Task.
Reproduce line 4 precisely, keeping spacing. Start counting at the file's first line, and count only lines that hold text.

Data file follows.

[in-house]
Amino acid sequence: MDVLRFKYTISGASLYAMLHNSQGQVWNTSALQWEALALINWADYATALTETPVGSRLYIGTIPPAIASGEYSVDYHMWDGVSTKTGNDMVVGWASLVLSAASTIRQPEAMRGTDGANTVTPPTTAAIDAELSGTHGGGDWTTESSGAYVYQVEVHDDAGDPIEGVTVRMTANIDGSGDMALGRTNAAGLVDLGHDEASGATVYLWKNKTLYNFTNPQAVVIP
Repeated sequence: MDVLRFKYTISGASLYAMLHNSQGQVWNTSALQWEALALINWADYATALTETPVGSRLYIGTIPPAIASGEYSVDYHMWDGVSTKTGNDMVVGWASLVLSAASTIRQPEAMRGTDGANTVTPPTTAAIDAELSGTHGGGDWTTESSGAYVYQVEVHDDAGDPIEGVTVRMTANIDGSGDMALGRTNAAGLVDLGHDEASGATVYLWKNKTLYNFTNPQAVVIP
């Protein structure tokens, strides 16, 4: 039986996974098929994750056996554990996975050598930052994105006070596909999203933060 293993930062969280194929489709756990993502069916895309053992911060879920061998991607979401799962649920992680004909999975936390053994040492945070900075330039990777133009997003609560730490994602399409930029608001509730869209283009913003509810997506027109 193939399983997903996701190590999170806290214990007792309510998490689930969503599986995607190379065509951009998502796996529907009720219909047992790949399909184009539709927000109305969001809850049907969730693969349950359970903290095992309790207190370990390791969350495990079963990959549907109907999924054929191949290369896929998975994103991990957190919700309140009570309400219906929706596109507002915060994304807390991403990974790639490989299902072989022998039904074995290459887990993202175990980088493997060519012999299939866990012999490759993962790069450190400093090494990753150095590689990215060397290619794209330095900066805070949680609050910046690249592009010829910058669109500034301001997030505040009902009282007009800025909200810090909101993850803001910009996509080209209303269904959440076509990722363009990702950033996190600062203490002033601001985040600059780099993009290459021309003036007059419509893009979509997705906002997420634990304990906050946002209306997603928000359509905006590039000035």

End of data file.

């Protein structure tokens, strides 16, 4: 039986996974098929994750056996554990996975050598930052994105006070596909999203933060 293993930062969280194929489709756990993502069916895309053992911060879920061998991607979401799962649920992680004909999975936390053994040492945070900075330039990777133009997003609560730490994602399409930029608001509730869209283009913003509810997506027109 193939399983997903996701190590999170806290214990007792309510998490689930969503599986995607190379065509951009998502796996529907009720219909047992790949399909184009539709927000109305969001809850049907969730693969349950359970903290095992309790207190370990390791969350495990079963990959549907109907999924054929191949290369896929998975994103991990957190919700309140009570309400219906929706596109507002915060994304807390991403990974790639490989299902072989022998039904074995290459887990993202175990980088493997060519012999299939866990012999490759993962790069450190400093090494990753150095590689990215060397290619794209330095900066805070949680609050910046690249592009010829910058669109500034301001997030505040009902009282007009800025909200810090909101993850803001910009996509080209209303269904959440076509990722363009990702950033996190600062203490002033601001985040600059780099993009290459021309003036007059419509893009979509997705906002997420634990304990906050946002209306997603928000359509905006590039000035």